Clarification of the molecular mechanisms underlying osteoclastogenesis provides us new insights into both the physiology of bone metabolism and the pathophysiology of bone diseases. Recent studies revealed that osteoclastogenic Transcription Factors (TFs) sequentially and co-operatively facilitate the expression of osteoclast genes and determine osteoclast identity. However, there are still numerous other unidentified TFs involved in osteoclastogenesis. Recently, we have identified novel osteoclastogenic TFs including Zscan10, Atf1, Nrf1, and Srebf2 by using a novel genome-wide approach, DNase-seq. However, physiological and pathological functions of these TFs in bone metabolism remain unclear although osteoclastogenesis was impaired by knockdown of these factors in primary osteoclasts. Among them, we focused on Srebp2 encoded by Srebf2, one of the master regulators of cholesterol regulation, because several studies reported a strong relationship between osteoclastogenesis and cholesterol homeostasis. To investigate the in vivo functions of Srebp2, RANKL-treated mice were administrated with an inhibitor of Srebp2, fatostatin. The mice were treated with fatostatin every day from 2 days before RANKL-injection, and the mice were sacrificed at 48 hrs after RANKL-injection. Then we performed micro-computed tomography (μCT) analysis. From the results of μCT analysis, fatostatin treatment rescued the reduction of trabecular bone volume, and trabecular number and the increase of trabecular separation in RANKL-treated mice. Bone histomorphometric analysis revealed that fatostatin treatment reduced the number of osteoclast in RANKL treated mice. Moreover, fatostatin treatment inhibited osteoclast differentiation in vitro. These results suggested that fatostatin might affect osteoclast differentiation mediating through Srebp2 inhibition and might prevent RANKL-induced bone loss in vivo. Taken together, our studies demonstrated that we succeeded in identifying Srebp2 as a novel transcription factor regulating osteoclastogenesis and inhibitors of Srebp2 might be a potential therapeutic strategy for osteoporosis. Further studies on Srebp2 functions will uncover more precise molecular mechanism underlying relationship between cholesterol homeostasis and bone metabolism.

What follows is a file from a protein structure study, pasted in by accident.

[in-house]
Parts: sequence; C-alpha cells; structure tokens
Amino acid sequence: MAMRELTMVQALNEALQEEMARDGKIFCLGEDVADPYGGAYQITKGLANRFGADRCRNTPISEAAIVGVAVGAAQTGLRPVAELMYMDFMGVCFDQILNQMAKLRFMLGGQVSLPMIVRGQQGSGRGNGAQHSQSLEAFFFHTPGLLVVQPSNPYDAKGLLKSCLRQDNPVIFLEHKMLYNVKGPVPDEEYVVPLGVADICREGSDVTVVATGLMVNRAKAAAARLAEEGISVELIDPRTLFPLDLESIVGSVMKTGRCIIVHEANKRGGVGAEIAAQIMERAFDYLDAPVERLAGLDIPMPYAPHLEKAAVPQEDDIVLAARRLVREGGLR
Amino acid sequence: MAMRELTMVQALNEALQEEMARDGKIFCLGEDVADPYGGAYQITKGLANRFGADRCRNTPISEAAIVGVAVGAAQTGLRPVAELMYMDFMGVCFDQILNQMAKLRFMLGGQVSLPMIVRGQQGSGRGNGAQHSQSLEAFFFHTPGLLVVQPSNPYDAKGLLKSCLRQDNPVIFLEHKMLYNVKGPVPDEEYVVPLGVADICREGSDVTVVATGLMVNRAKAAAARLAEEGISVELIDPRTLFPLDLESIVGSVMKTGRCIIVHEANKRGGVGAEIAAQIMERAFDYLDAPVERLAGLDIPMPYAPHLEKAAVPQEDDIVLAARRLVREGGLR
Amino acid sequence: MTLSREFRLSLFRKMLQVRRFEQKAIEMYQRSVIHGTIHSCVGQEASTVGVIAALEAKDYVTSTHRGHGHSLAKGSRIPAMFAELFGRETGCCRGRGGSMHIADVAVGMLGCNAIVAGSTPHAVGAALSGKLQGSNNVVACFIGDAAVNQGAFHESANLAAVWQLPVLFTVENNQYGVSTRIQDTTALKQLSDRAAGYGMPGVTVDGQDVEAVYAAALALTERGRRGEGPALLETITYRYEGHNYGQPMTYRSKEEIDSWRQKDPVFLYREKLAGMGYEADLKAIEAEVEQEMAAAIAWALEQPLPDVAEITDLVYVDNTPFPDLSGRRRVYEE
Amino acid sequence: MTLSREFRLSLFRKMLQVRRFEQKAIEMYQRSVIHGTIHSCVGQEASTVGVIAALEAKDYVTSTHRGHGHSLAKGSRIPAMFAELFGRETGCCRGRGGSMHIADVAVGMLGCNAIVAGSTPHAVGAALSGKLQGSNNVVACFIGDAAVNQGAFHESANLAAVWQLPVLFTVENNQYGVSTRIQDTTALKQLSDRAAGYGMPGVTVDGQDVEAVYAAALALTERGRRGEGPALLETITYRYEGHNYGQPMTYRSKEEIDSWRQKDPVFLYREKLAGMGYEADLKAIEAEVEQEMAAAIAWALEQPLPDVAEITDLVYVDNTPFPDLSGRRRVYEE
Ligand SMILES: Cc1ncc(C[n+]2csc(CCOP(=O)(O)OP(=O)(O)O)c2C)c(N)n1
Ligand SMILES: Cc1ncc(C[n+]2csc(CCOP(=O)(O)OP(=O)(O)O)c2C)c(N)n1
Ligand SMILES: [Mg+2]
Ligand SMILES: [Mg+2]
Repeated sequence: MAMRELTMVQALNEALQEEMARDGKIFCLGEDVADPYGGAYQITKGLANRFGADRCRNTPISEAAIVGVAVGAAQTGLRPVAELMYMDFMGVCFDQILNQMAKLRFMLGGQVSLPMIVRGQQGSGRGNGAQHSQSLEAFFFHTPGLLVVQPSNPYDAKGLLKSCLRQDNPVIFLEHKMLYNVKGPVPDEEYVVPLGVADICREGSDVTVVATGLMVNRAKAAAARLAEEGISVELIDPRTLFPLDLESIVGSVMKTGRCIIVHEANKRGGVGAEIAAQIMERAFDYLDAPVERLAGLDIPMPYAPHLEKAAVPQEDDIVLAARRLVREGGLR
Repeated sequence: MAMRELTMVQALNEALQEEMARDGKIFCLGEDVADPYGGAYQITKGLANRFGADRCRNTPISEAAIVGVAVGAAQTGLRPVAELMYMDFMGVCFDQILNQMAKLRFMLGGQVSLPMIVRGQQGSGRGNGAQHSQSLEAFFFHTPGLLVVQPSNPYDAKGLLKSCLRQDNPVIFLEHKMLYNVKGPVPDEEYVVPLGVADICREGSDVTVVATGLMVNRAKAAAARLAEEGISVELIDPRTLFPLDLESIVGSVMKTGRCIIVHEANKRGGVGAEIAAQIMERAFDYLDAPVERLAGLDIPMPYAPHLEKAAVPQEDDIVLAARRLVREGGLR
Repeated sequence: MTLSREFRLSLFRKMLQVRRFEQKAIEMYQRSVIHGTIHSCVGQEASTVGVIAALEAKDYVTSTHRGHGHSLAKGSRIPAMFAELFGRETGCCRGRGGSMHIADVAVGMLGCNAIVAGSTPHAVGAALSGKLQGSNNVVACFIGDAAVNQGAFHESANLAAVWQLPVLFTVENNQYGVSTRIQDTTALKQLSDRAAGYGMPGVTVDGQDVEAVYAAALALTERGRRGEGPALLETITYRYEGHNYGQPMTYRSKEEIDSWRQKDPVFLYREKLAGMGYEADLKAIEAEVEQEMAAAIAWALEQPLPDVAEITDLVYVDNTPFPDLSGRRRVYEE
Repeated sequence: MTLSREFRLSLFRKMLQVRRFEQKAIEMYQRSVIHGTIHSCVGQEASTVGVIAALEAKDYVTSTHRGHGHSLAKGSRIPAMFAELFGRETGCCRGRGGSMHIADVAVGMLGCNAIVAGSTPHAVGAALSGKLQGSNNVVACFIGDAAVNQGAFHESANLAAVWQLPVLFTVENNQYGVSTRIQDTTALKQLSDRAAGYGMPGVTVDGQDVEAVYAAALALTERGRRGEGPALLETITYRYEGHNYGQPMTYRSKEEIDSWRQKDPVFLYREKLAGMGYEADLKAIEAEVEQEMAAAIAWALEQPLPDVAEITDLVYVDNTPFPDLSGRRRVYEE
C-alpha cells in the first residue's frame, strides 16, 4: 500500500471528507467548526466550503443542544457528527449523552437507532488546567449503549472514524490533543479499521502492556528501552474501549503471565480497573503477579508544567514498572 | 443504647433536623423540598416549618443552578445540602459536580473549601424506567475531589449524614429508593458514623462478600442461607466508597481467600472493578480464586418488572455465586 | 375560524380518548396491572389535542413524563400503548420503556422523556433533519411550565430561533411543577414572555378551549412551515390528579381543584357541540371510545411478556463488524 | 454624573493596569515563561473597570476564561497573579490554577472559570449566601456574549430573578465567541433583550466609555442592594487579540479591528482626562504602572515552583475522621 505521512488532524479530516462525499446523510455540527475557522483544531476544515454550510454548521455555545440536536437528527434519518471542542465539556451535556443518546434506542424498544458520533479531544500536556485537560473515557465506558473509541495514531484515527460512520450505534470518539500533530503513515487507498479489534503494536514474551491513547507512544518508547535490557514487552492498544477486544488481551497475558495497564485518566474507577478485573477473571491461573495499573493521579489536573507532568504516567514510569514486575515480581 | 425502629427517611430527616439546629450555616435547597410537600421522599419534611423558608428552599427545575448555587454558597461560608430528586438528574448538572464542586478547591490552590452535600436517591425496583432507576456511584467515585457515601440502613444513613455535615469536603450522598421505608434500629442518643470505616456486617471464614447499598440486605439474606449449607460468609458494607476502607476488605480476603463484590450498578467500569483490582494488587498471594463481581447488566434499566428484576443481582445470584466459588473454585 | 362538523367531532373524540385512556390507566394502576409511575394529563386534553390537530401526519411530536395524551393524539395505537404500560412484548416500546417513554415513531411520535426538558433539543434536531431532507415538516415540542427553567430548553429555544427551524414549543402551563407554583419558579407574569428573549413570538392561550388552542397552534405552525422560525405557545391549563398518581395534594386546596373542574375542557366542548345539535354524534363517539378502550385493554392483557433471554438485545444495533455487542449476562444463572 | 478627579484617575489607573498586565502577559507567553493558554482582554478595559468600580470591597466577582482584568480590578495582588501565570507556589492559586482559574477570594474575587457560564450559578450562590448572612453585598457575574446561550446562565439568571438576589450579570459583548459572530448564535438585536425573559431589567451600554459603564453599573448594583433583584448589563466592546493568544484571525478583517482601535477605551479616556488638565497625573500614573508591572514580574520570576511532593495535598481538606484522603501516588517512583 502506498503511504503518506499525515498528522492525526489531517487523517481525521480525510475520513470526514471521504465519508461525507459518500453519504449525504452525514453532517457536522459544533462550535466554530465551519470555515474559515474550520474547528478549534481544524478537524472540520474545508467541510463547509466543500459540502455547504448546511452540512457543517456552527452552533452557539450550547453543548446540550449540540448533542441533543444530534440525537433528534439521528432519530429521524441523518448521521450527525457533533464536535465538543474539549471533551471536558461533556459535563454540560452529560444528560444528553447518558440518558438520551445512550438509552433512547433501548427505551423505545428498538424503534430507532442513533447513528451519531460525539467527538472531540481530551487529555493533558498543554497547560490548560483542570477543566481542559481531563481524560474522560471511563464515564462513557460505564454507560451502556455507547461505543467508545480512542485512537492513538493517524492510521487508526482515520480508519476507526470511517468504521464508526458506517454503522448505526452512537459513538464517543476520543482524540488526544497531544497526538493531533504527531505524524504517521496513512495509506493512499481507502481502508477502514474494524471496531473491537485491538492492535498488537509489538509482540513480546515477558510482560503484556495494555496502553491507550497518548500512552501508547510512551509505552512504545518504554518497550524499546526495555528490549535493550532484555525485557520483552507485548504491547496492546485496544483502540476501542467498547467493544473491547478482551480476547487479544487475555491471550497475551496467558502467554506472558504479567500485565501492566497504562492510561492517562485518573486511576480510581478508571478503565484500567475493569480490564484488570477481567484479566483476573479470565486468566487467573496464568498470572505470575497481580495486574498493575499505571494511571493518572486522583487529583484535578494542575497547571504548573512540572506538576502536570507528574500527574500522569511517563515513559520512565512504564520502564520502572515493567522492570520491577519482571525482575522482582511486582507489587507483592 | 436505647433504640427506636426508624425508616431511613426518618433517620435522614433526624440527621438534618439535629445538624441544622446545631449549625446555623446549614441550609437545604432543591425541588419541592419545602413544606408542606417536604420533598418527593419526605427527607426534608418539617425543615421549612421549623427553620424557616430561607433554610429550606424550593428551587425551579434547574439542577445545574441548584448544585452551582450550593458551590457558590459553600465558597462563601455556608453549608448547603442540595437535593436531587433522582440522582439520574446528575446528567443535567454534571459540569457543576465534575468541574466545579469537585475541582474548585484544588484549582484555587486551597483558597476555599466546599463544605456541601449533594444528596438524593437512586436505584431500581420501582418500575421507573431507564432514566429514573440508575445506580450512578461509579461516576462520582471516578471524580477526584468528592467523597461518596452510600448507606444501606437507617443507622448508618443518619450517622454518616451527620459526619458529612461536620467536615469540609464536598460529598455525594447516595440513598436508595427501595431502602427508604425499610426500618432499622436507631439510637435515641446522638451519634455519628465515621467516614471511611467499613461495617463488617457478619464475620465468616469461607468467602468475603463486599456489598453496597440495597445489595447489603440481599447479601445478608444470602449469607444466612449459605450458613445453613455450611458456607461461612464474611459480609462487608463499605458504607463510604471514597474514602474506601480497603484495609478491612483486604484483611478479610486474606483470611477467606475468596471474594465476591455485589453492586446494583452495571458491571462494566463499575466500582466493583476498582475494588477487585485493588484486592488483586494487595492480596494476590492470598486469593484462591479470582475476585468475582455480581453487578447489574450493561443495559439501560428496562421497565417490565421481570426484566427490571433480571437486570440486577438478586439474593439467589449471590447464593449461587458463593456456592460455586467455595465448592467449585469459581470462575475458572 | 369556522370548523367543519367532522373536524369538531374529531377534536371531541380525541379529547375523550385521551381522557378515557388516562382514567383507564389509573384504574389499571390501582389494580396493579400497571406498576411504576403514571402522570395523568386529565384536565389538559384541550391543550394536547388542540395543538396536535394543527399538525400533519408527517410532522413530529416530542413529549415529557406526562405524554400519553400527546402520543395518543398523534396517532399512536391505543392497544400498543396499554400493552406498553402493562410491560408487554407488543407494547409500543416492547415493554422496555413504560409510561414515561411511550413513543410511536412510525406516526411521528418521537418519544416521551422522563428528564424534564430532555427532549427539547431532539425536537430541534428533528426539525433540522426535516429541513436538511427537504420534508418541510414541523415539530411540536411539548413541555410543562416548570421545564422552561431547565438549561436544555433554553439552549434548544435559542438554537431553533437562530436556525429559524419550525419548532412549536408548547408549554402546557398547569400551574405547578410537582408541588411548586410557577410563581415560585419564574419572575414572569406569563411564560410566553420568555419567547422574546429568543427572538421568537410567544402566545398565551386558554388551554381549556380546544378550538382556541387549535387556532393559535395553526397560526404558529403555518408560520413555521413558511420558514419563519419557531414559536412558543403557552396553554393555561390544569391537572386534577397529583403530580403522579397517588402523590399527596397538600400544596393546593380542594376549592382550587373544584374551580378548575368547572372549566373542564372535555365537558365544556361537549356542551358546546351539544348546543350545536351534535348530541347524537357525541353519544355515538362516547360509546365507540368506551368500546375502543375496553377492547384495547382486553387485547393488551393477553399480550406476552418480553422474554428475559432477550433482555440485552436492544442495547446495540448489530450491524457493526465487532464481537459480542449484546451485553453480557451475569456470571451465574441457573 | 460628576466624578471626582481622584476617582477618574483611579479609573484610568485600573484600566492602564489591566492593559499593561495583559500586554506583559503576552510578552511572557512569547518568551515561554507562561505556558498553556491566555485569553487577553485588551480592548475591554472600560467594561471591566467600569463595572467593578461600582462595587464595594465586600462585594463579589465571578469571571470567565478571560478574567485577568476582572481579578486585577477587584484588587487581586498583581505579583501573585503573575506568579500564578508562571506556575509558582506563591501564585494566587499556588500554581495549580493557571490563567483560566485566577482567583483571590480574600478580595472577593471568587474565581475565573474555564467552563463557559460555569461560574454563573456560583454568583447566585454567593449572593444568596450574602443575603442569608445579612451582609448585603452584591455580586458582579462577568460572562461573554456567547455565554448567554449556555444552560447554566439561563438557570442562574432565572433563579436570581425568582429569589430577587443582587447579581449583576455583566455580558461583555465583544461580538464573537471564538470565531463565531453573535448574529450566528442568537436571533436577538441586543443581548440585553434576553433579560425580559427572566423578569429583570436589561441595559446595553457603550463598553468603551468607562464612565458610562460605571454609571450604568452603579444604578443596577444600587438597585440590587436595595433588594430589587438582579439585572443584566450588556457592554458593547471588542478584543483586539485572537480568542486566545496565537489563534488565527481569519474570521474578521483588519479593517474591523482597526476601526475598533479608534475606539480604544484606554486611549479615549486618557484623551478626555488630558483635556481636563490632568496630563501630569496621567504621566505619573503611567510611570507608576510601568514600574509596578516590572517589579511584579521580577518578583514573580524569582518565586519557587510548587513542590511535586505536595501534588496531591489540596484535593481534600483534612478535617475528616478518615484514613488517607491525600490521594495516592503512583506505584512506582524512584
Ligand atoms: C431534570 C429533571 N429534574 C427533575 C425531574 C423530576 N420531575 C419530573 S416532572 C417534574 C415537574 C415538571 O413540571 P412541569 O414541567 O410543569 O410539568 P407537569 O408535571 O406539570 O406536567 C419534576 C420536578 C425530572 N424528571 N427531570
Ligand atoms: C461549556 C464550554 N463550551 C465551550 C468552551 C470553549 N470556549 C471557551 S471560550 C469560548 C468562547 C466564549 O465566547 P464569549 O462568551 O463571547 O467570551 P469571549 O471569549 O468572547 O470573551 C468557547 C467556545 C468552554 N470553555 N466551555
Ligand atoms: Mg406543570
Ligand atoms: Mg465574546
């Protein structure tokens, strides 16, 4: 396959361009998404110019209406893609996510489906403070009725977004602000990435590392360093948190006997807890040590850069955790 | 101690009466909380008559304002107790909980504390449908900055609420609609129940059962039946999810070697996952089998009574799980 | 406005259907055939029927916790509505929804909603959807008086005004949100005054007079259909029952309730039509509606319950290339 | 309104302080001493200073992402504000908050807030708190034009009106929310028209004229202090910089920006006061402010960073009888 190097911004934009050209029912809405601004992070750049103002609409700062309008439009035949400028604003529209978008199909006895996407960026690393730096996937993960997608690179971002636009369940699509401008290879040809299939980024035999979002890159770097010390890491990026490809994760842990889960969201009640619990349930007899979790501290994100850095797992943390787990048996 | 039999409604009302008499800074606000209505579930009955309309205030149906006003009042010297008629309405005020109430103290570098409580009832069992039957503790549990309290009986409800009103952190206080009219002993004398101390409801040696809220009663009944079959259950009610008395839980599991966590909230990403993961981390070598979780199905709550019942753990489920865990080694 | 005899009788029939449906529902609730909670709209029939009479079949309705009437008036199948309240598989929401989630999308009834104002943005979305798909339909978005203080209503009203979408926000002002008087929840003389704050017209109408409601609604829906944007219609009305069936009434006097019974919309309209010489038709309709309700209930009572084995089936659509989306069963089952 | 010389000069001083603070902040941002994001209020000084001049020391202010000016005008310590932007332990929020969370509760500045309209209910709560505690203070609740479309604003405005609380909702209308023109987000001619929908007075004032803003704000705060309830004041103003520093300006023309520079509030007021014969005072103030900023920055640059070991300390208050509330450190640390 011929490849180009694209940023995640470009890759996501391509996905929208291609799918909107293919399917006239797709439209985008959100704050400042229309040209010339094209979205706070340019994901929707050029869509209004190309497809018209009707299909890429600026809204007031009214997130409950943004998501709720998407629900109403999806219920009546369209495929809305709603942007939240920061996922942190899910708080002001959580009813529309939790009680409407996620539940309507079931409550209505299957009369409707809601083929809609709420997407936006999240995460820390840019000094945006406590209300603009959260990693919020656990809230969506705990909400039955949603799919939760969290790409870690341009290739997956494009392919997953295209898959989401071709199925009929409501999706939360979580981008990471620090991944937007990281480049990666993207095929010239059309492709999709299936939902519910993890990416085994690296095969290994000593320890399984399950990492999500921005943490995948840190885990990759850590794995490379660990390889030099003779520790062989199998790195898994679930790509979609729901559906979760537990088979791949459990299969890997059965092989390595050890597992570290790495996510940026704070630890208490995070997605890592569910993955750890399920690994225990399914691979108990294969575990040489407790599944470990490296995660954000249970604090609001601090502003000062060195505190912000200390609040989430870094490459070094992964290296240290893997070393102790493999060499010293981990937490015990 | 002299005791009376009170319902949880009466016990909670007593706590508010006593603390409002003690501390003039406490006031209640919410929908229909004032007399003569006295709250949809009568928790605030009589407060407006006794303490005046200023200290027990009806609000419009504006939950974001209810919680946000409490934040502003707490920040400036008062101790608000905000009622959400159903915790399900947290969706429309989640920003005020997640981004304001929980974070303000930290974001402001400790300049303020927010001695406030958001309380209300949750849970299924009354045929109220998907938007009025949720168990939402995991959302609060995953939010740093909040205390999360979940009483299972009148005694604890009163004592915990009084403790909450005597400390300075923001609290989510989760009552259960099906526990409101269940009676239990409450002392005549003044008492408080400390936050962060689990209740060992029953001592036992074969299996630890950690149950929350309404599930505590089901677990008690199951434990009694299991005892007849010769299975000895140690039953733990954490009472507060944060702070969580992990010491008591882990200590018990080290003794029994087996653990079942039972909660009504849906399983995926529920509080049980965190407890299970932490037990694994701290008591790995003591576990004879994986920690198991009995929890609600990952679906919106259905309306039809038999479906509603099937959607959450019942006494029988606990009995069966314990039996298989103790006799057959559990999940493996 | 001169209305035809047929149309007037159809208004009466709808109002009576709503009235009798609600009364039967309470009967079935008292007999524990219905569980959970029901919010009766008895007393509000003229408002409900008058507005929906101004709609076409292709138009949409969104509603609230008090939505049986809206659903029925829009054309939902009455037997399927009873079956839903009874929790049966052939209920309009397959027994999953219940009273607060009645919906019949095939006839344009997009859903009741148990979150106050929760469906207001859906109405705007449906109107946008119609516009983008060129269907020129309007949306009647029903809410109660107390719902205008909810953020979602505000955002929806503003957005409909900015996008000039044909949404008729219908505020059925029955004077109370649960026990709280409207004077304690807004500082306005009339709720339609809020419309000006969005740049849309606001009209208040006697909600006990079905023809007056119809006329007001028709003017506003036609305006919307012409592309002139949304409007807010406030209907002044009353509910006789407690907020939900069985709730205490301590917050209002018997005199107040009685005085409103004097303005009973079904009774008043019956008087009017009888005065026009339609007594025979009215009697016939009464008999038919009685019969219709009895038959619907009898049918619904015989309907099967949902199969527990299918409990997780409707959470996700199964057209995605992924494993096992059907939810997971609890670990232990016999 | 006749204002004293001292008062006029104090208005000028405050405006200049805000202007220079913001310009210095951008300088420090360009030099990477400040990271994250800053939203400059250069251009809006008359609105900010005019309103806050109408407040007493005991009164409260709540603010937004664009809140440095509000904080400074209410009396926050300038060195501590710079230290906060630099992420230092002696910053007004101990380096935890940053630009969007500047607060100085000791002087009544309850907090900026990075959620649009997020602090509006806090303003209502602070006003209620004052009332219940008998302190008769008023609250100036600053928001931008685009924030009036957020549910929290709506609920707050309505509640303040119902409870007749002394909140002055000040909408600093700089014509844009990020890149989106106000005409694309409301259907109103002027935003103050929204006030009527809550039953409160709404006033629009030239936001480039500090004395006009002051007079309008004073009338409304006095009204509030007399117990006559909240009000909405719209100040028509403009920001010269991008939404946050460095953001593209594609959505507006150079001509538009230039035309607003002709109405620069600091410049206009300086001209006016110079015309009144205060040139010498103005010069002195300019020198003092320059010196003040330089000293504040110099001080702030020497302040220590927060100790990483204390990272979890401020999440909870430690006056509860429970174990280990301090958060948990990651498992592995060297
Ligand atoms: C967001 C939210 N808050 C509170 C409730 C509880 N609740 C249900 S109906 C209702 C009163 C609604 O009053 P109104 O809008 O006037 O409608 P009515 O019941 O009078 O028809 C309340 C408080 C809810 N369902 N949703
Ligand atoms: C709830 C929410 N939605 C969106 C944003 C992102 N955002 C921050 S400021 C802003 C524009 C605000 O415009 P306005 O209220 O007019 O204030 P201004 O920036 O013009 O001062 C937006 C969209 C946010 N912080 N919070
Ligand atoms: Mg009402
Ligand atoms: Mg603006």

Disclosure: The authors declared no competing interests.